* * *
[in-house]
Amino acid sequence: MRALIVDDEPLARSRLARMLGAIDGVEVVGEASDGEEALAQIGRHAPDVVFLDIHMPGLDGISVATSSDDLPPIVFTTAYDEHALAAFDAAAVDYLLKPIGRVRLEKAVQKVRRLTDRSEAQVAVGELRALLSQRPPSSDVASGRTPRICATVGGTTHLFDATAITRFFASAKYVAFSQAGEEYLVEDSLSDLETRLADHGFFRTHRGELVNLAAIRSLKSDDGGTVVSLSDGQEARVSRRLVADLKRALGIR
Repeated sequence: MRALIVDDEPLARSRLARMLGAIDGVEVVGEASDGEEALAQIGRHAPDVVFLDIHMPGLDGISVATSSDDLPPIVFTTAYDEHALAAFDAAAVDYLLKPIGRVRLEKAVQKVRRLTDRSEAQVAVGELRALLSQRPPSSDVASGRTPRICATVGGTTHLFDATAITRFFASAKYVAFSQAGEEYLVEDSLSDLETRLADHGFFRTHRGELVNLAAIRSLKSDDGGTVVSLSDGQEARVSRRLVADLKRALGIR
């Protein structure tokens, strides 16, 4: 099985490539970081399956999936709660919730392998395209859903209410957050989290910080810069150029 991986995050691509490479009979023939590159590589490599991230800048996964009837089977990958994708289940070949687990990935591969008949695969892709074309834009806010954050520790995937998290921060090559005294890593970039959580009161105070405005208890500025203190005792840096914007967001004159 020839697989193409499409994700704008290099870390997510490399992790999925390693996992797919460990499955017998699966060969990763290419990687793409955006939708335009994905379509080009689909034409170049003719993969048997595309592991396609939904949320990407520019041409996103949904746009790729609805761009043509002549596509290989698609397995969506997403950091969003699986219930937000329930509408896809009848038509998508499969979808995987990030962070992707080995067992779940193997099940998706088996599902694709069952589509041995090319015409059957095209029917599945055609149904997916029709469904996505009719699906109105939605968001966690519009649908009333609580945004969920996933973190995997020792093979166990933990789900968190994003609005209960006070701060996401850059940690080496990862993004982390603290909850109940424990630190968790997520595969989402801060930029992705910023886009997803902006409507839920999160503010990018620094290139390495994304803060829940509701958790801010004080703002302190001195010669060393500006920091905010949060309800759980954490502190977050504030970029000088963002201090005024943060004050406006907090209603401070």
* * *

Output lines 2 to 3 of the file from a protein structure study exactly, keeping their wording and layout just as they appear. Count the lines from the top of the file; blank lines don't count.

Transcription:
Amino acid sequence: MRALIVDDEPLARSRLARMLGAIDGVEVVGEASDGEEALAQIGRHAPDVVFLDIHMPGLDGISVATSSDDLPPIVFTTAYDEHALAAFDAAAVDYLLKPIGRVRLEKAVQKVRRLTDRSEAQVAVGELRALLSQRPPSSDVASGRTPRICATVGGTTHLFDATAITRFFASAKYVAFSQAGEEYLVEDSLSDLETRLADHGFFRTHRGELVNLAAIRSLKSDDGGTVVSLSDGQEARVSRRLVADLKRALGIR
Repeated sequence: MRALIVDDEPLARSRLARMLGAIDGVEVVGEASDGEEALAQIGRHAPDVVFLDIHMPGLDGISVATSSDDLPPIVFTTAYDEHALAAFDAAAVDYLLKPIGRVRLEKAVQKVRRLTDRSEAQVAVGELRALLSQRPPSSDVASGRTPRICATVGGTTHLFDATAITRFFASAKYVAFSQAGEEYLVEDSLSDLETRLADHGFFRTHRGELVNLAAIRSLKSDDGGTVVSLSDGQEARVSRRLVADLKRALGIR